West Virginia Executive Spring 2017 - Page 49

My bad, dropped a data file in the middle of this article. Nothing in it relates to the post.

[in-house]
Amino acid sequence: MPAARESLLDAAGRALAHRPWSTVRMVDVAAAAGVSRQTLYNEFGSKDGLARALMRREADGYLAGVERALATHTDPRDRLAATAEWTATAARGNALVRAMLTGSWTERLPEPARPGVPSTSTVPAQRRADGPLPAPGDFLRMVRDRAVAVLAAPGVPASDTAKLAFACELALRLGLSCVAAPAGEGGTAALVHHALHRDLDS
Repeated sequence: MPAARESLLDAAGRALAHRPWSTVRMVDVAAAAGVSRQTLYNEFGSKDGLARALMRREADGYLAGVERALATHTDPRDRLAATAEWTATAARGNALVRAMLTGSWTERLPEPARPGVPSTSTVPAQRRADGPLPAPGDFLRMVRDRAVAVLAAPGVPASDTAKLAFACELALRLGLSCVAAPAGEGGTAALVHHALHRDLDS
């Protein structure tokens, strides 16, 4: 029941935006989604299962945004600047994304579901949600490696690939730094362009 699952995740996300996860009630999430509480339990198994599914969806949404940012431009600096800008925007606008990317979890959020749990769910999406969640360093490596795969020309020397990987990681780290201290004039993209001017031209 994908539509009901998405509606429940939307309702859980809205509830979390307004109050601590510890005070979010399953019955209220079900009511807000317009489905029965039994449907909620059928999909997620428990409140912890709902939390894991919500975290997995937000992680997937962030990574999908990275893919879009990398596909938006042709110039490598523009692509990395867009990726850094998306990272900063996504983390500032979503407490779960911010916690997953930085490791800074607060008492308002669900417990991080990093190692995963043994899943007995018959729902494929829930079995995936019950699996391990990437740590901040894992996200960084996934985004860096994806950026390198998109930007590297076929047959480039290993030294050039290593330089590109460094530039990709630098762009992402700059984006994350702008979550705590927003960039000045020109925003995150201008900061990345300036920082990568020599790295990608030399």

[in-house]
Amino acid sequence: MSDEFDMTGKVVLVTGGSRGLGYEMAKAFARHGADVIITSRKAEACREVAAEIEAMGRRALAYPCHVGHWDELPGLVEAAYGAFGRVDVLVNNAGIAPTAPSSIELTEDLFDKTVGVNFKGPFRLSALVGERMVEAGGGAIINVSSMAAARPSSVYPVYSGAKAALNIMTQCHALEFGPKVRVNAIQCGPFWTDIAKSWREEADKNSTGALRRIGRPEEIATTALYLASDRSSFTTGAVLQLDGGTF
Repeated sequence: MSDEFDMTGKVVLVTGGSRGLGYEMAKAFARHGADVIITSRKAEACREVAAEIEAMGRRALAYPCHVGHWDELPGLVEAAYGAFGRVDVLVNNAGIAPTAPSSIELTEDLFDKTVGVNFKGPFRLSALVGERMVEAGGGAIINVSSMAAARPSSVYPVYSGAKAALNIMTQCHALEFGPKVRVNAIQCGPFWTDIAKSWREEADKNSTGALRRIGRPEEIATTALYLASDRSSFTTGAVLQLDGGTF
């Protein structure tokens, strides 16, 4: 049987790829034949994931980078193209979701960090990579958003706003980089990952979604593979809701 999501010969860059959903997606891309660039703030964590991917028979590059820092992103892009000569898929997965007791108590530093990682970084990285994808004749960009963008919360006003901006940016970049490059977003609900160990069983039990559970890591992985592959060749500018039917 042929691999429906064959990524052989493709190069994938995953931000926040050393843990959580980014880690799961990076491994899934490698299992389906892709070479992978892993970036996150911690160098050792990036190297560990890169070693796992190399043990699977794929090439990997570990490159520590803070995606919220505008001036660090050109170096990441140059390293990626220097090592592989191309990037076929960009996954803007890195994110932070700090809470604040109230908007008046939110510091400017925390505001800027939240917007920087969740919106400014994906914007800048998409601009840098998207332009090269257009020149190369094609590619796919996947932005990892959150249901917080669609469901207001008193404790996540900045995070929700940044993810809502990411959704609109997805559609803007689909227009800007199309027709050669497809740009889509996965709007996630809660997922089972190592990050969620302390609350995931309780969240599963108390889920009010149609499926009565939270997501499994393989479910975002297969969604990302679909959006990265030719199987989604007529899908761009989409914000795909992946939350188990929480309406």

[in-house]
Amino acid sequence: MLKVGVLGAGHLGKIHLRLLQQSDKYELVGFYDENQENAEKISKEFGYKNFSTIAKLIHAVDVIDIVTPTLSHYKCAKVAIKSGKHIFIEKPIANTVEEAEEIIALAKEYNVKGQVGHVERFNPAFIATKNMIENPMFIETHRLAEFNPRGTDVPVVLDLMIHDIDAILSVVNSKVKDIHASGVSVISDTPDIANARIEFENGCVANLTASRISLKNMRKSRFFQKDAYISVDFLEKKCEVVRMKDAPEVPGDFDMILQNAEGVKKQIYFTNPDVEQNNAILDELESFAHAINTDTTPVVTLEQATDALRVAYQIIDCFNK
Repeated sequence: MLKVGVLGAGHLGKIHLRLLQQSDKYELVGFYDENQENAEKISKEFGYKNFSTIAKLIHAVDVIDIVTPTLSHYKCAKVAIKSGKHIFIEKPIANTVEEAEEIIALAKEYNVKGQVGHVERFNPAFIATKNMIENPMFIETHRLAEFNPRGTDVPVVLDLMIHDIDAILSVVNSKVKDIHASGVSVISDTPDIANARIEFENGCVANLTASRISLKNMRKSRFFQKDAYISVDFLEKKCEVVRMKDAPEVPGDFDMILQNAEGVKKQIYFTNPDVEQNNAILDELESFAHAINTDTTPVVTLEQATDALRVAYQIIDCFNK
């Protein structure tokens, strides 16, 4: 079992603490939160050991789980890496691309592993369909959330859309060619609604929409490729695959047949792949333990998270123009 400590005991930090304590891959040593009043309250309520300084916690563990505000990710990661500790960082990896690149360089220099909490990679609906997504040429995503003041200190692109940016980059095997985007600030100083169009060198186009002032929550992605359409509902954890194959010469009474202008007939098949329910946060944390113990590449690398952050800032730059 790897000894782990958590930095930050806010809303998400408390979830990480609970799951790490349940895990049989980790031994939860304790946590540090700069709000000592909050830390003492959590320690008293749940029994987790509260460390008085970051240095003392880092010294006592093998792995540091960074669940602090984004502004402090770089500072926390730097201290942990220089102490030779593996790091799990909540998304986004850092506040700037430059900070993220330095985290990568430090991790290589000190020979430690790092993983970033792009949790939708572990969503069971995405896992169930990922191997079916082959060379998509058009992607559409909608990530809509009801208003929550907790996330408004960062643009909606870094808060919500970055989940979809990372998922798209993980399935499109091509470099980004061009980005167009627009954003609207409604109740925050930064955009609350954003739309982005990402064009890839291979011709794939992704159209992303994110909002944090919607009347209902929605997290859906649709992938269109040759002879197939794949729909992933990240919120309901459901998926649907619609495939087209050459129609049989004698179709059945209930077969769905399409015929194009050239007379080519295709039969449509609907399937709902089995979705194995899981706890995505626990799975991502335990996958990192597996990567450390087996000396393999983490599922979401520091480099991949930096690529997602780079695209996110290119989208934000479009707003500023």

Rock-Solid Resources KATLIN SWISHER TRACY NOVAK A sample of acid mine drainage sludge being tested as a potential source for rare earth elements. Rare Earth Elements Offer Economic Development Potential for West Virginia While most computers—and the tech- nologies that use them—are comprised of aluminum and plastic, the key in- gredients that make them work are rare earth elements, or REEs. REEs are chemical elements with strong magnetic properties that make them essential for cell phones, smart watches, rechargeable batteries, medical equipment and many defense appli- cations, but they are dispersed throughout the earth’s crust in such a way that economically attractive concentrations are rare. Demand for REEs continues to grow, but mining and processing these elements is expensive and difficult. As a result, the U.S. cur- rently imports 95 percent of its REEs from China at costs varying from $30 to thousands of dollars per kilogram. Meanwhile, the annual production of REEs from acid mine drainage in the Northern Appalachian Coal Basin alone is about 2,000-4,000 tons, while the accumulated amount stored in cells at mines is many times that. As a result, West Virginia could become the country’s go-to resource for REEs without the expense or environmental cost of opening new mines. To determine whether acid mine drainage can support an REE recovery industry, researchers from the West Virginia Water Research Institute (WVWRI) at West Virginia Universi- ty (WVU) are studying the feasibility of extracting REEs from solid residues left over after treatment of acid mine drainage. “Acid mine drainage is produced in vast quantities in West Virginia and surrounding states,” says Dr. Paul Ziemkiewicz, director of the WVWRI. “While it seems commonplace, it’s a unique resource. There aren’t many places around the country where acid mine drainage contains highly enriched REE values.” Through a $937,000 grant from the U.S. Department of Energy’s National Energy Technology Laboratory, WVWRI researchers are evaluating the REE reserves at 120 acid mine drainage treatment sites throughout West Virginia, Pennsylvania and Ohio while developing commercially viable refining methods. The best sample the team has identified so far is located near an abandoned surface mine in Upshur County. The DLM Coal Corporation bond-forfeiture site has sludge content containing two kilograms of REEs per ton of solid residue. The REE value, not counting transportation and refining costs, is about $1.7 million. “If successful, the project will lead to new economic development opportunities for Appalachia’s coal towns,” says Ziemkiewicz. “While the coal market may fluctuate over time, acid mine drainage will be nearly constant. Long after mining is done, there will still Ʌѥ)ͽɍ́I̸MȁɥЁͥ́ɽ)ͥѕ́ݡɔ͕啅́t)ѡȁЁɅѥÍɽɅ)́ѡѥ٥饹Ʌɕѵиѥٔ)́ɔɕեɕѼɕЁɅɕձѥѡ)ɕхѥɅͽ̰ݡЁ͕)9ɵɅɕѵЁɅѕ́Íѡ)ͽɕͥՕ́䁄ѽȁЀİѥ̸QɅѥ)Í́ѡѕѥѼѥ٥锁Ʌɕд)аѥձɱ䁥́եЁɥȁѼѡ )]ѕȁЁȁMə5 ɽIѥи+qMѡ䁡ѡɅѡЁ)ٕȁݕѼȁɕ́ɥٕ́́܁ɕѕt)́ͅiݥ踃q9́ɕͥȁɕѥ)Ʌɽ̸Q䁩Ё)յЁ݅ѕȁѼɕ̰ѡɗéѥٔ)ѼѡЁѡɥЁܸ]ѠѡḬѡɔ)́ѥٔѼɕ锁ͽɕٕՔٔ役ѡ)́ɕ͕ѡɽЁɕɸt)Q́܁䁍ձͥձхͱ䁥ɽٔѡхїe)٥ɽхѱȁ́Ѽ+q]ٔѡѕѥȁݡ܁ѡЁɕ)ɽٔ݅ѕȁɕѵаéٕ́́)ѽݹ́ݡɔѡ́䁡ٔ͡Ёݸtiݥ)̸ͅq]䁡ٔݡ܁ɕٕՔɕ)ٕЁչѥ́ѡЁЁݕɕeЁѡɔɔ)ݽձeЁѡɔݔeЁٔɕ͕ɍѥѥ)]YT]ɔɕѥչݡɔѡɔ)݅ͻeЁ䁉ɔt)]]\]Ya UQ%Y =4$)L@H$8Ȁ(